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314 Isocitrate Dehydrogenase 2 Mutation Allows Myeloid Differentiation but Impairs Bone Marrow Macrophage Polarization and Function Via Metabolic Dysregulation

Program: Oral and Poster Abstracts
Type: Oral
Session: 636. Myelodysplastic Syndromes – Basic and Translational: Molecular Drivers and Therapeutic Implications
Hematology Disease Topics & Pathways:
Research, Fundamental Science, Translational Research, hematopoiesis, Diseases, immune mechanism, immunology, metabolism, Biological Processes
Saturday, December 9, 2023: 4:15 PM

Noah A Salama1*, Emily R Quarato, MS1*, Olivia Lynch, BA, MPH1*, Yuko Kawano, MD, PhD2*, Chen Yu, MS1*, Benjamin Rodems, MS3*, Eric Cefaloni1*, Marlies P. Rossmann, MD, PhD4, Paula Vertino, PhD, BS1*, Laurie A. Steiner, MD5, Kathleen E. McGrath, PhD1, James Palis, MD1, Roman Eliseev, MD/PhD1*, Jane L. Liesveld, MD6, Jeevisha Bajaj, PhD2 and Laura Calvi, MD1

1University of Rochester, Rochester, NY
2University of Rochester Medical Center, Rochester, NY
3University of Rochester Medical Center, Rochester
4Department of Biomedical Genetics, University of Rochester School of Medicine and Dentistry, Rochester, NY
5Center for Pediatric Biomedical Research, Department of Pediatrics, University of Rochester Medical Center, Rochester, NY
6James P. Wilmot Cancer Center, University of Rochester Medical Center, Rochester, NY

Isocitrate dehydrogenase 2 (IDH2) mutations, while less common than other mutations associated with myelodysplastic syndromes (MDS), are also found in clonal hematopoiesis and are associated with increased risk of transformation to leukemia. IDH2 mutations lead to metabolic dysfunction and DNA hypermethylation due to the accumulation of D-2-hydroxyglutarate (2HG), an oncometabolite derived from alpha-ketoglutarate (aKG), which disrupts hematopoiesis. However, the mechanisms that induce clonal progression and transformation remain incompletely understood. Furthermore, the intrinsic and extrinsic impact of IDH mutations on mature myeloid cell functions and the bone marrow microenvironment remains to be elucidated. Previous literature suggested that hypermethylation via this mutant leads to incomplete differentiation and failed mature myeloid cell generation.

Our lab previously demonstrated that efferocytic defects in bone marrow macrophages can skew hematopoietic stem and progenitor cells via increased inflammatory mediators. Based on these data, we hypothesized that IDH2 mutations prevent complete polarization down pro-efferocytic phenotypes in macrophages due to blocking of metabolic pathways required for mature macrophage function. Congenic CD45.1+ mice were transplanted with retrovirally infected hematopoietic stem cells containing human WT or R172K IDH2 mutant with an mCherry reporter and showed macrocytic anemia, thrombocytopenia, and elevated reticulocytes by 16 weeks post-transplant. In contrast to prior literature, IDH2 mutants gave rise to mature reporter positive monocytes, macrophages, and neutrophils in the bone marrow and peripheral blood. As expected, we observed myeloid skewed hematopoiesis, a trademark of MDS. When cultured ex vivo, there was loss of efferocytic capacity in IDH2 mutant bone marrow macrophages when fed apoptotic neutrophils.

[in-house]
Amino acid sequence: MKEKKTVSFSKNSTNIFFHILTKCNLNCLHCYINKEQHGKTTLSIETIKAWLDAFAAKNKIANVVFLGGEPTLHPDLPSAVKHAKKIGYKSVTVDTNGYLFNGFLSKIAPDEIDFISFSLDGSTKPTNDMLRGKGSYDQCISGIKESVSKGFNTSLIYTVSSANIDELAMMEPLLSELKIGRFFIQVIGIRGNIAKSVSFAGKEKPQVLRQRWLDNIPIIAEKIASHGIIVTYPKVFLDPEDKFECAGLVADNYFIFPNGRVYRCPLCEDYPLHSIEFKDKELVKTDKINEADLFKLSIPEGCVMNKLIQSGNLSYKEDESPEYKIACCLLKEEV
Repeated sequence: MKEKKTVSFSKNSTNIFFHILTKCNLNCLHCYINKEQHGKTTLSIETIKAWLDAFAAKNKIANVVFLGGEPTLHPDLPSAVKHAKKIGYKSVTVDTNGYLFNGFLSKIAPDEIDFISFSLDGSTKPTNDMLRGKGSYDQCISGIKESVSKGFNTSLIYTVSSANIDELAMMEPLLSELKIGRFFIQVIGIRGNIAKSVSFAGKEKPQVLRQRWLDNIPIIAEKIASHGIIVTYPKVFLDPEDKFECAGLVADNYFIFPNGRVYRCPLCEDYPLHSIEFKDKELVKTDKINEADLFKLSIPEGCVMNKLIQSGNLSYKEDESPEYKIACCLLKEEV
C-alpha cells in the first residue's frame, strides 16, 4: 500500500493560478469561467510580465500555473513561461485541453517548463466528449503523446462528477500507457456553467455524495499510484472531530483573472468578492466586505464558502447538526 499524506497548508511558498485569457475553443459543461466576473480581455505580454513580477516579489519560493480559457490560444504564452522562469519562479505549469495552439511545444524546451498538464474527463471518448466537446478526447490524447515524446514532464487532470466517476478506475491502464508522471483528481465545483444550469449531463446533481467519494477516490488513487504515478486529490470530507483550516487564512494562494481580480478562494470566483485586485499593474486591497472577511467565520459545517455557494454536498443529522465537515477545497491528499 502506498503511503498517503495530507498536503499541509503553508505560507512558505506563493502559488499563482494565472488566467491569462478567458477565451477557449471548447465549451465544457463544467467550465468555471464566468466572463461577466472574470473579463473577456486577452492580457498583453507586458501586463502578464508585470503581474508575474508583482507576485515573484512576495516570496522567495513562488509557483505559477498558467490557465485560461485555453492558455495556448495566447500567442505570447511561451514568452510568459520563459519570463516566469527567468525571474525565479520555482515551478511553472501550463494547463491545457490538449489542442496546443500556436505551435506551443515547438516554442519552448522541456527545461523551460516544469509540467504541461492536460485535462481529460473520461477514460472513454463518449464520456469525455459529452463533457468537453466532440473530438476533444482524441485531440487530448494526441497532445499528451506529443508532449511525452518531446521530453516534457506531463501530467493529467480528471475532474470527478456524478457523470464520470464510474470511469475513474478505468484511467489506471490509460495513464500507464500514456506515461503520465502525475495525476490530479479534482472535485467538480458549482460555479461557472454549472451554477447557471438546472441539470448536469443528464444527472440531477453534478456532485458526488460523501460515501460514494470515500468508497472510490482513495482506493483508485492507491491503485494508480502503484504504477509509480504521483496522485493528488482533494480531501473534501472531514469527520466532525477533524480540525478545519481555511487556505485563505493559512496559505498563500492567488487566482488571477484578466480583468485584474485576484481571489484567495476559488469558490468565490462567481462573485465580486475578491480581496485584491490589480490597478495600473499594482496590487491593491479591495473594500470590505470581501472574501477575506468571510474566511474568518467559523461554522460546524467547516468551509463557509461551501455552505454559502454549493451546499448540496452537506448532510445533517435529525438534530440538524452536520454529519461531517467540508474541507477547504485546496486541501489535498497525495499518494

We then generated a genetic murine model using the Vav1 Cre IDH2R140Q floxed mutant. The genetic model allowed us to study disease progression in the absence of radiation induced stress, and to observe mature myeloid populations while clinically defined MDS was absent. We performed ATACseq and bulk RNAseq analysis on bone marrow macrophages isolated from 3-month-old and 6-month-old mice, which demonstrated a significant decrease in global chromosomal accessibility; however, this had limited impact on the transcriptional program. Based on existing literature, the majority of macrophages in the bone marrow are in a poised state and have not yet activated genes associated with pro-efferocytic/pro-resolution or pro-inflammatory phenotypes. Since aKG is accumulated in macrophages during polarization toward reparative and pro-efferocytic phenotypes and is necessary for metabolic reprogramming for oxidative phosphorylation, we hypothesized that, in the presence of IDH2 mutations, which drain aKG from the system, pro-efferocytic polarized macrophages would be metabolically stunned. To test this theory, we isolated bone marrow macrophages from IDH2 mutants and cultured them to generate pro-efferocytic polarized macrophages. We then tested their efferocytic potential and metabolic capacity by seahorse assay. Continual efferocytosis, a hallmark of pro-efferocytic macrophages, was impaired in IDH2 mutant macrophages as early as 2-3 months of age. Consistent with this finding, mito stress testing by seahorse demonstrated that IDH2 mutant macrophages had severely impaired maximal respiratory capacity compared to WT macrophages. Treatment with global hypomethylating agent azacytidine or a cell permeable aKG analog were unable to restore respiratory capacity or efferocytic activity in the IDH2 mutant. These data strongly suggest that the efferocytic defect in IDH2 mutant macrophages is due to metabolic rather than epigenetic reprogramming.

In summary, we identify defects in efferocytic function and oxidative phosphorylation in IDH2 mutant macrophages. This represents a novel mechanism that could alter the bone marrow microenvironment and impact progression of MDS and leukemic transformation. Furthermore, our data suggest that the metabolic dysregulation induced by IDH mutations may play a greater role than epigenetic impairment in IDH2 mutant mature myeloid cells, which could explain why approaches targeting hypermethylation have shown limited efficacy in clinical settings.

Disclosures: No relevant conflicts of interest to declare.

*signifies non-member of ASH